Dick’s Sporting Goods Inc., the largest sporting goods retailer in the U.S., will stop selling firearms at 125 of its stores in a move that has nothing to do with its famous anti-gun activism.
CEO Ed Stack said Dick’s will pull what it terms “hunting gear” from stores around the country starting August in response to falling sales. Dick’s is also thinking of removing firearms from many of its other stores within the year.
The store defines hunting gear as rifles and ammunition. Dick’s president Lauren Hobart explained this category also includes “accessories associated with firearms, hunting apparel, anything associated with hunting. It would not include kayaks and other outdoor activities like that.”
Dick’s entered the arena of anti-gun activism on Feb. 28, 2018 when it announced a ban on sales of assault-style rifles immediately after the Parkland, Florida school massacre on Feb. 14.
Dick’s was taken aback by the revelation the Parkland shooter, Nikolas Cruz, bought the automatic rifle used in the gory shooting from one its Field & Stream stores. It also forbade sales of high-capacity magazines and guns to persons under 21 years old.
This is the second time Dick’s has removed firearms from its stores, however. In a move separate from the Parkland ban, Dick’s removed hunting items from 10 stores that were sales underperformers.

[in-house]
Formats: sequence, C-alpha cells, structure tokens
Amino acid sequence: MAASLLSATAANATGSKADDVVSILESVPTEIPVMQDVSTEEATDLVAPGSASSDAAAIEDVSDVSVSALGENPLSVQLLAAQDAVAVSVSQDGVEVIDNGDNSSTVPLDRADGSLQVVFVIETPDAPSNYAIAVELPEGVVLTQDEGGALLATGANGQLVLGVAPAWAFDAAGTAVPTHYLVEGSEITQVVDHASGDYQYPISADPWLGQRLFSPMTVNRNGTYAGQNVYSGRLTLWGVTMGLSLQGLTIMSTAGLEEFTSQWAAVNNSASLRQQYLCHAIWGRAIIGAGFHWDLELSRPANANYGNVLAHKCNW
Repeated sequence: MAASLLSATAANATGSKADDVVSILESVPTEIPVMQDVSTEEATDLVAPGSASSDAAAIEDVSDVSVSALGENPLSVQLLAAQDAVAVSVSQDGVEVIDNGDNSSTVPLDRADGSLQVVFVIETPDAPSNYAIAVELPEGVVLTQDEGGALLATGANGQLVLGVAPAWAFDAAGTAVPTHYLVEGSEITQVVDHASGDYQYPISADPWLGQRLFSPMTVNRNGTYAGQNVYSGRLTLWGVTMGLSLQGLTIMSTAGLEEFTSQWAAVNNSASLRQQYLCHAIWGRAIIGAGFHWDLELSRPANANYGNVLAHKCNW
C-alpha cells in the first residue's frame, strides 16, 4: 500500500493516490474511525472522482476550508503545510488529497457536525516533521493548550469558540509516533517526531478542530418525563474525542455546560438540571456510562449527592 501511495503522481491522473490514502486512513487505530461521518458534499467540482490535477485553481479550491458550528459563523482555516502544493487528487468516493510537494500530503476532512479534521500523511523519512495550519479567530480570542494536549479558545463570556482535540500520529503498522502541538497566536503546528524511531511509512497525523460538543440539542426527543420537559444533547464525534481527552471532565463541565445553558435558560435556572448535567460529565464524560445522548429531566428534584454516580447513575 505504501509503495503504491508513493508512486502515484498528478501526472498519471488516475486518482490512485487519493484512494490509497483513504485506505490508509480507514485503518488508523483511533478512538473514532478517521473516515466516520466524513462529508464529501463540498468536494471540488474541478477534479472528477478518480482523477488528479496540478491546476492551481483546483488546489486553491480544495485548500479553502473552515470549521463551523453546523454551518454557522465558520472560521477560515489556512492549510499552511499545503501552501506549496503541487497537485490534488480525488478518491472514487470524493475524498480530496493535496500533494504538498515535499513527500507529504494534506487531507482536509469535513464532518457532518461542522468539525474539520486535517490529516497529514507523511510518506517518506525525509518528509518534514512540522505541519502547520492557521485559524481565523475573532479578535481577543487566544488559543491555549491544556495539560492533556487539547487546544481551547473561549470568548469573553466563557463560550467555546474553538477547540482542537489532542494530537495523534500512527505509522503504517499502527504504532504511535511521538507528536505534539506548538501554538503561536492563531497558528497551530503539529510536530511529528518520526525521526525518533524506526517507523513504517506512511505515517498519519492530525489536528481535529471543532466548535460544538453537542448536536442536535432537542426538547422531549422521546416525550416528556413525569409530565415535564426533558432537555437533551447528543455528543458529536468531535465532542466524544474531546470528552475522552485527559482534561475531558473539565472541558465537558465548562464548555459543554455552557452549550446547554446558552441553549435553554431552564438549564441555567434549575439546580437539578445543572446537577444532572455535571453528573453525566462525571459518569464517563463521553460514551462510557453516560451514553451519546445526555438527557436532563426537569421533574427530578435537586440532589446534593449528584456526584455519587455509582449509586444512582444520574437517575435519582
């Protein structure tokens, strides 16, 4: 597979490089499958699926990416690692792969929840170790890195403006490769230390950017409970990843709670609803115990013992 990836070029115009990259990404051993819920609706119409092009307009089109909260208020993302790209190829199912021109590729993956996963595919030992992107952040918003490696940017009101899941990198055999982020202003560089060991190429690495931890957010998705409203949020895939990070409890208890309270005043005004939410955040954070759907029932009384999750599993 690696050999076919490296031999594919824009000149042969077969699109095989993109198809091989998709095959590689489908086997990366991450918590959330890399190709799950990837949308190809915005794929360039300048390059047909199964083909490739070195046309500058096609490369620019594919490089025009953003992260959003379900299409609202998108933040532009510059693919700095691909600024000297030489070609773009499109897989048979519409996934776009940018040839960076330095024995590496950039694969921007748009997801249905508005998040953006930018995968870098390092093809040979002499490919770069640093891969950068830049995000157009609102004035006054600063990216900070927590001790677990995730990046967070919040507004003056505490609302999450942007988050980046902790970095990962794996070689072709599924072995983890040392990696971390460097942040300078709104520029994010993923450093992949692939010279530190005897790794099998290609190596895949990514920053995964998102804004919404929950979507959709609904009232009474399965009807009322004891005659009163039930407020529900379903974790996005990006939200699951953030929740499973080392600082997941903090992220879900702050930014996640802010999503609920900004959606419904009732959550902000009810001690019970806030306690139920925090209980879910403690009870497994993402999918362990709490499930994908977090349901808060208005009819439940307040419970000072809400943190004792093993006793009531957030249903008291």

After hunting gear was removed, executives said these stores generated positive comparative sales in the fourth quarter of 2018. This lit the green light to expand this fledgling success.
Stack revealed these stores saw higher sales, margins and foot traffic compared to the time when they sold guns.
“Following this success, we will remove Hunt from approximately 125 additional Dick’s stores in 2019 where the category underperforms,” said Stack.
But there was a price to pay for halting gun sales despite this success.
Dick’s yesterday reported its net income for Q4 2018 fell to $102.6 million from $116 million year-on-year. Adjusted same-store sales tumbled 3.1 percent over a 12 month period ending Feb. 2 compared to that period the prior year.
Stack also hinted the company’s Field & Stream brand might be terminated due to slumping sales.
“We’re not sure exactly what we’re going to do with it,” said Stack. “We’re not opening any new Field & Stream stores. And right now, on a formal basis they’re cash flow positive and they’re not a drain on the company.”